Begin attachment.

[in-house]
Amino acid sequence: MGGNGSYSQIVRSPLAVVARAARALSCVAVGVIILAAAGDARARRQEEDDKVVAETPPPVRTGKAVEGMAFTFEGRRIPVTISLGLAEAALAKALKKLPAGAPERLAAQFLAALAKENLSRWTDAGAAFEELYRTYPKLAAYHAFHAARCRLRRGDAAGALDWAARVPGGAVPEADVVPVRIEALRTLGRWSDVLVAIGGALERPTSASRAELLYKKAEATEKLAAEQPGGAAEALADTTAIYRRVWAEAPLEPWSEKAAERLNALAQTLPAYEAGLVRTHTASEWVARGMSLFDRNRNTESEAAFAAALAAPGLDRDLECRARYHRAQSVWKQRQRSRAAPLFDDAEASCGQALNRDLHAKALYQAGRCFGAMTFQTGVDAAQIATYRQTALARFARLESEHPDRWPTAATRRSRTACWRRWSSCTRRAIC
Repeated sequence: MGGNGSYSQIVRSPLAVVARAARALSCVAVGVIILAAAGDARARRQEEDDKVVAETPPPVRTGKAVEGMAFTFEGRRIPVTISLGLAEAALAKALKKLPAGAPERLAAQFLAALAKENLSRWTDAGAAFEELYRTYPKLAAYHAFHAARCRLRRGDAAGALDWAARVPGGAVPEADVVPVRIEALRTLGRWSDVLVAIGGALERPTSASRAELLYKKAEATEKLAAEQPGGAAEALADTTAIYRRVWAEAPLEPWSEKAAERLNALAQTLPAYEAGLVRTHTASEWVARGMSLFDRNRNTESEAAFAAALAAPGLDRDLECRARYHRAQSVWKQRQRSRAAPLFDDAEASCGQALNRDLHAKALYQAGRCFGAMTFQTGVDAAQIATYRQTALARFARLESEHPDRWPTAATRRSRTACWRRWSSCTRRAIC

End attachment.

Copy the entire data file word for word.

[in-house]
Amino acid sequence: MGGNGSYSQIVRSPLAVVARAARALSCVAVGVIILAAAGDARARRQEEDDKVVAETPPPVRTGKAVEGMAFTFEGRRIPVTISLGLAEAALAKALKKLPAGAPERLAAQFLAALAKENLSRWTDAGAAFEELYRTYPKLAAYHAFHAARCRLRRGDAAGALDWAARVPGGAVPEADVVPVRIEALRTLGRWSDVLVAIGGALERPTSASRAELLYKKAEATEKLAAEQPGGAAEALADTTAIYRRVWAEAPLEPWSEKAAERLNALAQTLPAYEAGLVRTHTASEWVARGMSLFDRNRNTESEAAFAAALAAPGLDRDLECRARYHRAQSVWKQRQRSRAAPLFDDAEASCGQALNRDLHAKALYQAGRCFGAMTFQTGVDAAQIATYRQTALARFARLESEHPDRWPTAATRRSRTACWRRWSSCTRRAIC
Repeated sequence: MGGNGSYSQIVRSPLAVVARAARALSCVAVGVIILAAAGDARARRQEEDDKVVAETPPPVRTGKAVEGMAFTFEGRRIPVTISLGLAEAALAKALKKLPAGAPERLAAQFLAALAKENLSRWTDAGAAFEELYRTYPKLAAYHAFHAARCRLRRGDAAGALDWAARVPGGAVPEADVVPVRIEALRTLGRWSDVLVAIGGALERPTSASRAELLYKKAEATEKLAAEQPGGAAEALADTTAIYRRVWAEAPLEPWSEKAAERLNALAQTLPAYEAGLVRTHTASEWVARGMSLFDRNRNTESEAAFAAALAAPGLDRDLECRARYHRAQSVWKQRQRSRAAPLFDDAEASCGQALNRDLHAKALYQAGRCFGAMTFQTGVDAAQIATYRQTALARFARLESEHPDRWPTAATRRSRTACWRRWSSCTRRAIC